So get rid of these guys.

The advantage I had was my hidden blade. It was strapped to my right hand. My sword hung on that side too so I would reach for it with my left. An experienced swordsman would expect my attack to come from that side and would defend himself accordingly. Big brute number one, he was an experienced swordsman. I could see by the way he’d planted one foot slightly in front of the other and angled his body side-on because big brute number one was expecting my sword to be drawn with my left hand (and yet, when the time came he would quickly switch feet, feinting to take me from a different side—I knew that too). Neither knew I had a hidden blade, which would sprout from my right.

So we stared at one another. Mainly me and big brute number one. I made my move. Right hand outstretched as though in protection, but then—engage blade, strike—and brute number two was still reaching for his own sword when it pierced his neck. At the same time I’d snatched my sword from my belt with my left hand and was able to defend big brute number one’s first attack, our swords clashing with the force of first impact.

Big brute number two gurgled and died, the blood pumping through fingers he held to his own throat, and now we were on equal footing. I brandished blades and sword at big brute number one and saw that the look he’d worn, a look of confidence—you might even say arrogance—had been replaced by fear.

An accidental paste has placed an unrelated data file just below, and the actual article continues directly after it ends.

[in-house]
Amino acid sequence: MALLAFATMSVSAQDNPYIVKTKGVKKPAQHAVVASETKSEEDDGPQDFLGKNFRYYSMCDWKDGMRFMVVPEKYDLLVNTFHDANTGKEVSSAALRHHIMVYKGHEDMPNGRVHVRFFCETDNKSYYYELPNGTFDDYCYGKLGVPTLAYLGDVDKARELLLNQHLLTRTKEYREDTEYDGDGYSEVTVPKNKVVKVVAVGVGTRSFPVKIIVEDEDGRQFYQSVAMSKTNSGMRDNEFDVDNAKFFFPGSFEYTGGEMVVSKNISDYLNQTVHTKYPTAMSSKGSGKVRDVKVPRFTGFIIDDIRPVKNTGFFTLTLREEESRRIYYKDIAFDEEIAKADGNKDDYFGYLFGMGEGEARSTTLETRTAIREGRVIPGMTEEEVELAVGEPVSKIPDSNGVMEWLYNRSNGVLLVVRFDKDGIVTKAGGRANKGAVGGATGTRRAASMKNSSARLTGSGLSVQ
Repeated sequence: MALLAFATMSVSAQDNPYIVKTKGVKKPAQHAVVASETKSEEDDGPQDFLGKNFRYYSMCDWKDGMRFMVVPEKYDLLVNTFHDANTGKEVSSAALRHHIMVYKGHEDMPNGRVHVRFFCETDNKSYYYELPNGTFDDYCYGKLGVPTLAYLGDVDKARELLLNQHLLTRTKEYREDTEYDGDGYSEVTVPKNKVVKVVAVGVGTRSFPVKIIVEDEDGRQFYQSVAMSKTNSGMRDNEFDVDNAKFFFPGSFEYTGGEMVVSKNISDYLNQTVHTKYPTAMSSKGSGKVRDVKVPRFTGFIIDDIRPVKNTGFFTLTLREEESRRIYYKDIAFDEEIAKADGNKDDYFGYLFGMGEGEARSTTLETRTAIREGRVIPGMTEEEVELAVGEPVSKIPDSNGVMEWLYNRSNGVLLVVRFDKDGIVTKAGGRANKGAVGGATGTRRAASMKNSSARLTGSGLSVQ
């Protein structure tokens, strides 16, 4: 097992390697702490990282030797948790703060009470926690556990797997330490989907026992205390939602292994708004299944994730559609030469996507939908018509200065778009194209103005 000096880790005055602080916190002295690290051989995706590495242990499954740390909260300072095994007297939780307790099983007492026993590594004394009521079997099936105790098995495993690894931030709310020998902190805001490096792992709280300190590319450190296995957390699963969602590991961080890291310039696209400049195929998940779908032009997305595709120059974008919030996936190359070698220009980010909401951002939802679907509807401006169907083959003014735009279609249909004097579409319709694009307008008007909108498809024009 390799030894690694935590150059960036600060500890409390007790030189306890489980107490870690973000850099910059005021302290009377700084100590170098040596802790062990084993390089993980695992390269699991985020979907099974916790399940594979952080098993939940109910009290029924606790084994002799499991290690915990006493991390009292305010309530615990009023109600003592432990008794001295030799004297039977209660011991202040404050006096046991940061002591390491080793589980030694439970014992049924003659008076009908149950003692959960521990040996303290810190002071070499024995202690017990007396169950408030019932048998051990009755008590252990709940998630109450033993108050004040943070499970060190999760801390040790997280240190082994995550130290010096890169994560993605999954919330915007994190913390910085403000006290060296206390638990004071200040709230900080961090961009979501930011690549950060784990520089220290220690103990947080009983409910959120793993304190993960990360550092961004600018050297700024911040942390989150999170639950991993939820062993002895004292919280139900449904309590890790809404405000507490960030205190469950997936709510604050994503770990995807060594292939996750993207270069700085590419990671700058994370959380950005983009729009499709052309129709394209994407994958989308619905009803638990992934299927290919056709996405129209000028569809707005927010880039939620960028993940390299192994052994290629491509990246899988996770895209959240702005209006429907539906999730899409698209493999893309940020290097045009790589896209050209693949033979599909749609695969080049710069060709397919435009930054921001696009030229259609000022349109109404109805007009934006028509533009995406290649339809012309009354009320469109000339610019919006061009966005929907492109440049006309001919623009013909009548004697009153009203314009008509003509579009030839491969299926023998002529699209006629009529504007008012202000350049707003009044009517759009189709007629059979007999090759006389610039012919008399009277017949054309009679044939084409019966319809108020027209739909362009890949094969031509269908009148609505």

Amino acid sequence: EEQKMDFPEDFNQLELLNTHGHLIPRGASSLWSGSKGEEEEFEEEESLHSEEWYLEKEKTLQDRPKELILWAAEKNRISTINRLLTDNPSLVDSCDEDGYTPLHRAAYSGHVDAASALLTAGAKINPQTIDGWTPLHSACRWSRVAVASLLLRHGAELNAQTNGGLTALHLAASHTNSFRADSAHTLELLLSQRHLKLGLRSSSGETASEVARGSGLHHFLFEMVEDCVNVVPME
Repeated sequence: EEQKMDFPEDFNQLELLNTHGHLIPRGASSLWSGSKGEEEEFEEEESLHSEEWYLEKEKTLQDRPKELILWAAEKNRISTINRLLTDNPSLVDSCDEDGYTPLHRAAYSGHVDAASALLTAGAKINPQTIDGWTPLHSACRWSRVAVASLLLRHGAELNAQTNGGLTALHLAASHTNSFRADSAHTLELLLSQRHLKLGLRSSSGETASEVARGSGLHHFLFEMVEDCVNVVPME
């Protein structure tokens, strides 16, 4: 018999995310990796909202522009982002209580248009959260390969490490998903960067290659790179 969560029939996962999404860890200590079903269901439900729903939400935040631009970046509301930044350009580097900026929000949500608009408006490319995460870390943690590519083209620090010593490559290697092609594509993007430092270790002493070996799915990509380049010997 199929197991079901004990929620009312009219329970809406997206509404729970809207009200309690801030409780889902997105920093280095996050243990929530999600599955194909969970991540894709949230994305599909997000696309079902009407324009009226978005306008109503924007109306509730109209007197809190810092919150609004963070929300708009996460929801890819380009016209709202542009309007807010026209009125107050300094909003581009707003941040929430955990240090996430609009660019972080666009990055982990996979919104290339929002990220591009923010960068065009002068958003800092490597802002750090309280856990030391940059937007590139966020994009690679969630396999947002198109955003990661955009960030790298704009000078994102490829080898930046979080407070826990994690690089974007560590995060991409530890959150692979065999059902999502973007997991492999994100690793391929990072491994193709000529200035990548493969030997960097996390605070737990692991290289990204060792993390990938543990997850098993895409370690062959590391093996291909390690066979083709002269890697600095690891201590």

He should have run. I probably would have caught him, but he should have run anyway. Should have tried to warn his lords and masters that a man was following them. A dangerous man with the skills of an Assassin.

But he didn’t run. He stood to fight, and though he was a man of skill and fought with more intelligence and more bravery than I was used to, it was that pride he could not bear to sacrifice on the streets of Kingston with a crowd of people looking on that ultimately was his undoing. When the end came, which it did, but only after a hard-fought battle, I made sure that for him the end was swift, his pain kept to a minimum.